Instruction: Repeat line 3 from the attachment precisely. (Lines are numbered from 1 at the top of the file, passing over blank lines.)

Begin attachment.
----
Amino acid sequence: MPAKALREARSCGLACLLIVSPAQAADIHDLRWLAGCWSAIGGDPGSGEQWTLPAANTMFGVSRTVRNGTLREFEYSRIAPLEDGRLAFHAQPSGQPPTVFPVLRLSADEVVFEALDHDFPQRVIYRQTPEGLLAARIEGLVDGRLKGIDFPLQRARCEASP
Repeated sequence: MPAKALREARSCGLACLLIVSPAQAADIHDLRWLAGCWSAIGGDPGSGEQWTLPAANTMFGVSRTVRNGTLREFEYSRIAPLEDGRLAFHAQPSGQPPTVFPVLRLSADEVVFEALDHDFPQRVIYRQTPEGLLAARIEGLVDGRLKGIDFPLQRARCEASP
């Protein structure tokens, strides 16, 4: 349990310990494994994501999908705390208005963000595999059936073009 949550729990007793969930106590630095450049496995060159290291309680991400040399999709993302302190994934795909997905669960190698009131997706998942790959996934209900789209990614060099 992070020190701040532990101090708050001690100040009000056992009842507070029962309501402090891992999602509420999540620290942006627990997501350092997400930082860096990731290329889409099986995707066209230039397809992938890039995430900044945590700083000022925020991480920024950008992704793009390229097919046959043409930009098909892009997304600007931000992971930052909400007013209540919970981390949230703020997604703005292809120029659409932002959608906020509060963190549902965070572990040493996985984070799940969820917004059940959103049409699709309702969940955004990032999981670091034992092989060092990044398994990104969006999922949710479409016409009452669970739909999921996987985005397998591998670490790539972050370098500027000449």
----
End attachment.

């Protein structure tokens, strides 16, 4: 349990310990494994994501999908705390208005963000595999059936073009 949550729990007793969930106590630095450049496995060159290291309680991400040399999709993302302190994934795909997905669960190698009131997706998942790959996934209900789209990614060099 992070020190701040532990101090708050001690100040009000056992009842507070029962309501402090891992999602509420999540620290942006627990997501350092997400930082860096990731290329889409099986995707066209230039397809992938890039995430900044945590700083000022925020991480920024950008992704793009390229097919046959043409930009098909892009997304600007931000992971930052909400007013209540919970981390949230703020997604703005292809120029659409932002959608906020509060963190549902965070572990040493996985984070799940969820917004059940959103049409699709309702969940955004990032999981670091034992092989060092990044398994990104969006999922949710479409016409009452669970739909999921996987985005397998591998670490790539972050370098500027000449």